The Behavioral Science Division conducts research on assessment, post-deployment psychology, psychophysiology, and epidemiology. Staff also conducts basic research, clinical trials, and other treatment research.
The Division is involved in several large prospective cohort studies. In one such effort, researchers are developing a registry of combat-exposed men and women who have become users of VA services since 2002. Funded by the Department of Defense (DoD), the project aims to provide essential information about the history and outcomes associated with PTSD to supplement information collected through the VA electronic medical record.
The Neurocognition Deployment Health Study has entered its most recent wave of data collection. Military personnel participating in this study were assessed before deployment to Iraq and at several intervals afterward, making it the first prospective longitudinal study ever conducted on the psychological impact of war zone stress. The current wave of data collection continues the long-term examination of
PTSD, traumatic brain injury (TBI), and neuropsychological functioning while beginning to examine health-related quality of life and occupational functioning.
DoD and VA are jointly funding another study of biological, genetic, psychological, neuropsychological, psychiatric, and social outcomes in a cohort of approximately 1,600 Marines. This effort involves four waves of data collection, the first of which was completed prior to deployment. Data collection is complete for the first three cohorts of Marines.
The Division continues to conduct innovative research on treatments for PTSD. A small efficacy study involving OEF/OIF Veterans is testing the medication D-cycloserine to augment brief exposure therapy. Two studies are evaluating the efficacy of a self-managed, therapist-monitored stress reduction regimen provided via primary care called DESTRESS.
Both Internet-based and telephone-based treatment delivery formats are being evaluated for use with recent OEF/OIF returnees. The aim is to appeal to individuals who are reluctant to seek help through regular mental health channels. Other efforts are aimed at developing and testing low-cost interventions that make use of technology, require less professional staff time, and/or are easier for patients to complete.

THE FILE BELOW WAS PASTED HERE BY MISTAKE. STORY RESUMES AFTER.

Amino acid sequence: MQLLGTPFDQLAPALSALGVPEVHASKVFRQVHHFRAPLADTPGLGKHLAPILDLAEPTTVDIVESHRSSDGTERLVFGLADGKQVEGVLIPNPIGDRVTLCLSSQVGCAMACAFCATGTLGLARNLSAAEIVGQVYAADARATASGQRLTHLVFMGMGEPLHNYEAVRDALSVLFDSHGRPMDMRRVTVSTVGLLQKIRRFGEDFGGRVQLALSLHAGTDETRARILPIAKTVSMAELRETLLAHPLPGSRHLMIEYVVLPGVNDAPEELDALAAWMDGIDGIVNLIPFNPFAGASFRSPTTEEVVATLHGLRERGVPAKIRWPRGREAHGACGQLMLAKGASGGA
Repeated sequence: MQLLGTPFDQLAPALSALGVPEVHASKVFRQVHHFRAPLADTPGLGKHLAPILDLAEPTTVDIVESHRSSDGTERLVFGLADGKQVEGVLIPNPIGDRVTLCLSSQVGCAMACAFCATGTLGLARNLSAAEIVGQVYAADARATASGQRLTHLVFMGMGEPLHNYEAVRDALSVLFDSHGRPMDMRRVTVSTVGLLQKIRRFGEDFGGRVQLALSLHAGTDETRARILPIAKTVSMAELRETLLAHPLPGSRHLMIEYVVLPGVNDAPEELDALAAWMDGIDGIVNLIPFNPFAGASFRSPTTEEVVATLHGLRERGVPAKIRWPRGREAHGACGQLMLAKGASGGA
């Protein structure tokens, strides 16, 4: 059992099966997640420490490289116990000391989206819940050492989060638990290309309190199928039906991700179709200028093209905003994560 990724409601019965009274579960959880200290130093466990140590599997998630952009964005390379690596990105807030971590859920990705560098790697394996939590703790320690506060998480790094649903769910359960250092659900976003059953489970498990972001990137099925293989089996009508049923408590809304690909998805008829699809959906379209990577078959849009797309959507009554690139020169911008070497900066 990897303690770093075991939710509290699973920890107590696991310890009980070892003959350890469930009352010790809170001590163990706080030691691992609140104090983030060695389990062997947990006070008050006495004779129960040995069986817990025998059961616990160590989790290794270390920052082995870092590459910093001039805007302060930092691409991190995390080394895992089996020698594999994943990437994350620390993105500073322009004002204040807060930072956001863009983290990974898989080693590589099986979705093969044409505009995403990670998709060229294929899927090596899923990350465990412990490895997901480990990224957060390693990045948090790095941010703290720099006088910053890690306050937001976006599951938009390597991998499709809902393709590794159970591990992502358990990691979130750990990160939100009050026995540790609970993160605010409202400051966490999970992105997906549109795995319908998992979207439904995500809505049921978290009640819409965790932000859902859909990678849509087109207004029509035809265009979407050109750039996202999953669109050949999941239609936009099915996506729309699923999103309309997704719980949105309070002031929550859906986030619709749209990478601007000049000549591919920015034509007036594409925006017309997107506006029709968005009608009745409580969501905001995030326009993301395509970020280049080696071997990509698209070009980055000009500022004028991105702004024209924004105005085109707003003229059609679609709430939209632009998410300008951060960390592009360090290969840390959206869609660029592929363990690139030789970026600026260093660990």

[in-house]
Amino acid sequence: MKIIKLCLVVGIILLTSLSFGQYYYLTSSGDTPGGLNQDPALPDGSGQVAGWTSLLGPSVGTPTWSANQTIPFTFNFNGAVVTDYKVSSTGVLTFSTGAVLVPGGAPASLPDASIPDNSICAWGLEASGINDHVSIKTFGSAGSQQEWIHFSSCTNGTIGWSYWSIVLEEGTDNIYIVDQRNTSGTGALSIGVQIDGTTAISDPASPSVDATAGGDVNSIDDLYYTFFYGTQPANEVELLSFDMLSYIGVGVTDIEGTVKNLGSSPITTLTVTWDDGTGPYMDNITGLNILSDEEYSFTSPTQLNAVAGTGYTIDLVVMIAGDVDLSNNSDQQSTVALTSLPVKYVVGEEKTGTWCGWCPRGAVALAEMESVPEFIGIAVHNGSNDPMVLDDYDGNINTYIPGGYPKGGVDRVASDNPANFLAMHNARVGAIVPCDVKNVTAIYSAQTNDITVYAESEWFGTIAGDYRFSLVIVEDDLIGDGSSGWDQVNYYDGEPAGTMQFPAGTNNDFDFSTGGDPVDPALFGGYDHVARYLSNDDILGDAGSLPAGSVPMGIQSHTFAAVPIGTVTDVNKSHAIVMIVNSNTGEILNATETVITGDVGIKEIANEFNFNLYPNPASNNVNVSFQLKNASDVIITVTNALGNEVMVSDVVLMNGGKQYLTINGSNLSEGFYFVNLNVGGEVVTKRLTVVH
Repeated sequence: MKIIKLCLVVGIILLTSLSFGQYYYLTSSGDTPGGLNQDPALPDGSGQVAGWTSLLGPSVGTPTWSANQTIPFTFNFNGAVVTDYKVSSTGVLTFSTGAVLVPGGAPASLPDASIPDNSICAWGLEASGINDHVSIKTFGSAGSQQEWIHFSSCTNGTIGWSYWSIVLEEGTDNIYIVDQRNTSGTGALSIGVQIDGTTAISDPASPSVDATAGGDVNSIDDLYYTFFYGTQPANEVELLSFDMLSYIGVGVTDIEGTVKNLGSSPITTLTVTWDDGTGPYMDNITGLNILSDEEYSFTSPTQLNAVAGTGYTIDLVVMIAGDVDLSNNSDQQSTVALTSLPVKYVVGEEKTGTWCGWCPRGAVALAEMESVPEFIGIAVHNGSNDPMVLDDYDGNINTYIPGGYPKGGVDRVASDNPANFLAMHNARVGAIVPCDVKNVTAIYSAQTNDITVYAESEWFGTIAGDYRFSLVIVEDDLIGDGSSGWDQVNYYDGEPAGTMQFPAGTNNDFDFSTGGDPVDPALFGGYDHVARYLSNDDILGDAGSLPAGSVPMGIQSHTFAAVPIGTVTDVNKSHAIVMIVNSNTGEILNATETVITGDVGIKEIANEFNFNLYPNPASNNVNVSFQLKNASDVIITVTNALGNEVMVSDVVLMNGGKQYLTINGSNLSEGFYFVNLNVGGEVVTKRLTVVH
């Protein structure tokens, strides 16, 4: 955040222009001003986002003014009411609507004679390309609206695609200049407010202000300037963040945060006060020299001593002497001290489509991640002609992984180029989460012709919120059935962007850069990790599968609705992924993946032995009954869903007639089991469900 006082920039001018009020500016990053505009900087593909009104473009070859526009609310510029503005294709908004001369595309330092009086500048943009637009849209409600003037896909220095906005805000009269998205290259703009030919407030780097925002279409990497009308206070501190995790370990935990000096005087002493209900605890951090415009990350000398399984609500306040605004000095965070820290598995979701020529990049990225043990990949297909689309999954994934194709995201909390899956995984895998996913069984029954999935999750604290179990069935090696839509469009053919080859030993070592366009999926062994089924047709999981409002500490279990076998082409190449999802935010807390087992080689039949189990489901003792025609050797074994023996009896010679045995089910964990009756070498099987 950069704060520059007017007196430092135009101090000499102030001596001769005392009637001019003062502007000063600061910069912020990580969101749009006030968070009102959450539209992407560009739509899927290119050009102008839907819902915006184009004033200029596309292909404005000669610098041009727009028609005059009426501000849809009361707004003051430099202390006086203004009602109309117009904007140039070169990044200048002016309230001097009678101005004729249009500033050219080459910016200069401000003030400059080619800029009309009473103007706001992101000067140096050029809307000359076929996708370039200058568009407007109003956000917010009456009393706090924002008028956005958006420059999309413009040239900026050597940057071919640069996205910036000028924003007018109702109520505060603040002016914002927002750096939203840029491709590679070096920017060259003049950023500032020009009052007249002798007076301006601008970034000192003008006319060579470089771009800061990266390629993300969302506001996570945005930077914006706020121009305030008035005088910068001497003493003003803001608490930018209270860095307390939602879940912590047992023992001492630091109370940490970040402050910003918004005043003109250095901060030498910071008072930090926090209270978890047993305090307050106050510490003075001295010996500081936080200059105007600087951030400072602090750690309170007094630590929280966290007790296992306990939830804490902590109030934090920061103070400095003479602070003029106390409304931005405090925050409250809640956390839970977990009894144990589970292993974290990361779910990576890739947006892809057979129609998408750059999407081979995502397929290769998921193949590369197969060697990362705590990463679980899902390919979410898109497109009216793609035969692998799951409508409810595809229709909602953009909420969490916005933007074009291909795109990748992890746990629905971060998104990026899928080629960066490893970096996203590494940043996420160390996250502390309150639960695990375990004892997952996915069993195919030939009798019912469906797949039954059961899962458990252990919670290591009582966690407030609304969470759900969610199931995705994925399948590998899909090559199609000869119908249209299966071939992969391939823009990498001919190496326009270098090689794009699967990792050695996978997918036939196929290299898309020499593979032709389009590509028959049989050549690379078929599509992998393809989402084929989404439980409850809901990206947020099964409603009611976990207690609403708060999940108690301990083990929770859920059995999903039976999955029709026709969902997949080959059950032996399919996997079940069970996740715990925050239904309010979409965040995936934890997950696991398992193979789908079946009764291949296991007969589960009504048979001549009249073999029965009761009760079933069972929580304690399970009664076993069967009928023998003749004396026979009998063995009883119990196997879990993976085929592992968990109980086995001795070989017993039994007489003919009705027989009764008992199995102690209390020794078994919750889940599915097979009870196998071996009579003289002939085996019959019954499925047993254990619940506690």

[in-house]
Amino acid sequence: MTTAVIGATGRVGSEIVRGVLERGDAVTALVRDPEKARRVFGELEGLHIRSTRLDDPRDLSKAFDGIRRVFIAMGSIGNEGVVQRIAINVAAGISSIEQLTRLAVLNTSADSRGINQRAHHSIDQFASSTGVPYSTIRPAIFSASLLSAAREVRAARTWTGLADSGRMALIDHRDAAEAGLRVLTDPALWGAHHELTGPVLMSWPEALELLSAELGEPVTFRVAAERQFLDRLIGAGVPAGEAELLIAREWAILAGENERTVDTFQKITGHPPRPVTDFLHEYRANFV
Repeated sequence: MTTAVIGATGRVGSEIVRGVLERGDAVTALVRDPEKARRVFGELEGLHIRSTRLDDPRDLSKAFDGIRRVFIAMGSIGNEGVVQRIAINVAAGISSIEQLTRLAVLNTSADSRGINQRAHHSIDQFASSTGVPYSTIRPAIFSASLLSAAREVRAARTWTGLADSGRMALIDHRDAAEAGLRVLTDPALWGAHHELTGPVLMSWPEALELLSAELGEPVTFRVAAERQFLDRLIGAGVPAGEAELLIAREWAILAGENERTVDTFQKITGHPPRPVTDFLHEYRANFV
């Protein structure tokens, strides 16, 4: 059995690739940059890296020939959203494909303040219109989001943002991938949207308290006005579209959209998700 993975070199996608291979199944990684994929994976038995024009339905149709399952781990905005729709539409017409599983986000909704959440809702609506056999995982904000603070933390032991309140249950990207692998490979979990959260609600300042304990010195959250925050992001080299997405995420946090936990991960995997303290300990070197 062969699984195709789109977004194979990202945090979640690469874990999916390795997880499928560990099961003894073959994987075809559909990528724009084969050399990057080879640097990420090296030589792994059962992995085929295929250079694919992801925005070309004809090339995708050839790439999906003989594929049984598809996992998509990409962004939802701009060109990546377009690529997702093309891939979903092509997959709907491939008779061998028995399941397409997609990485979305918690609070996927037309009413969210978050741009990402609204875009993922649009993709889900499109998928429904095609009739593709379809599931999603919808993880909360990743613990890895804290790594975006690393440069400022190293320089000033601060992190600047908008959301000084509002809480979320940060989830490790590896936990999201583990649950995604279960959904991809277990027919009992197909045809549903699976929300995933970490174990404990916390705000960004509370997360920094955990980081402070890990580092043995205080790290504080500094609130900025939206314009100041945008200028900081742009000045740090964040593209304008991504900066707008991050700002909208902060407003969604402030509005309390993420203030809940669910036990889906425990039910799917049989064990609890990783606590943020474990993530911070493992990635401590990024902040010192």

Pilot studies of mindfulness meditation delivered via telehealth and a brief, exposure-based treatment for PTSD developed by Division staff showed promising results and planning is underway for further evaluations of both interventions.
The Division has several projects that address the relationship between PTSD and aging, a research priority of the National Center. Division staff are collaborating with investigators at VA Boston Healthcare system to study the effects of exposure to traumatic events and other stressors on mental and physical health among aging military Veterans. Another, newly funded, project aims to organize and make available existing longitudinal data sets that can be used to address research questions about the impact of trauma on the course of aging. A national, multidisciplinary group of experts will advise this effort and launch the research agenda.
Work continues on a multi-site, five-year, prospective, longitudinal study of 400 civilian firefighters that samples both Veterans and non-Veterans. The primary aim is to identify risk and resilience factors related to the development of PTSD, substance abuse, and social and occupational functioning. The findings are expected to have relevance to Veterans who have recent exposure to traumatic stress.
One of the top priorities of the National Center is understanding of the effects of traumatic brain injury (TBI) and trauma during military service in Iraq and Afghanistan. The Division is conducting a major study of PTSD and brain structure in OEF/OIF Veterans who experienced blast-related TBI during their service. The research aims to better understand the contribution of blast-related TBI and psychiatric co-morbidities to the cognitive and functional deficits seen in personnel with blast injury.
Research on genetics is also prominent at the Behavioral Science Division and includes a project examining genetic influences on conflict behavior that occurs within intimate relationships involving combat Veterans and their partners. A related study is examining specific candidate genes in individuals with PTSD to evaluate whether these genes might, either on their own or in concert with environmental stressors, affect PTSD severity and presence of comorbid mental health conditions.
Basic research in the area of behavioral science is examining malleable cognitive-affective mechanisms (e.g., distress tolerance, emotion regulation, and mindfulness) that are associated with the development and maintenance of PTSD, as well as substance use disorders that often co-occur with PTSD.
The Division is involved in a study led by the Nashville and Palo Alto VA Medical Centers that addresses the compensation and pension examination for military-related PTSD. This study aims to determine the feasibility and efficacy of standardized measures in determining compensation, particularly for PTSD-related functional impairment.
Several projects are underway to examine mediators and moderators of the link between PTSD and intimate partner aggression in military populations, particularly OEF/OIF families. Related efforts are devoted to developing interventions to prevent and treat partner aggression in couples and families of military service members and Veterans.